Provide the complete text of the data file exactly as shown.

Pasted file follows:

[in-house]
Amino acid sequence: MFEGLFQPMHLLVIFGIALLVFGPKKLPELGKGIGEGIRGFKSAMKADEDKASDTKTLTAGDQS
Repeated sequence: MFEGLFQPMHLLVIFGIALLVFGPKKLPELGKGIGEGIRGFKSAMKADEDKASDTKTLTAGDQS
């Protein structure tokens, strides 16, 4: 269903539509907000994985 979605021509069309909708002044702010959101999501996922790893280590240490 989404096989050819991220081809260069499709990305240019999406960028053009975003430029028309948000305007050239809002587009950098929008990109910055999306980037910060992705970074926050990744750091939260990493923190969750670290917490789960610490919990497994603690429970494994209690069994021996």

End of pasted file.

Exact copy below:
[in-house]
Amino acid sequence: MFEGLFQPMHLLVIFGIALLVFGPKKLPELGKGIGEGIRGFKSAMKADEDKASDTKTLTAGDQS
Repeated sequence: MFEGLFQPMHLLVIFGIALLVFGPKKLPELGKGIGEGIRGFKSAMKADEDKASDTKTLTAGDQS
């Protein structure tokens, strides 16, 4: 269903539509907000994985 979605021509069309909708002044702010959101999501996922790893280590240490 989404096989050819991220081809260069499709990305240019999406960028053009975003430029028309948000305007050239809002587009950098929008990109910055999306980037910060992705970074926050990744750091939260990493923190969750670290917490789960610490919990497994603690429970494994209690069994021996």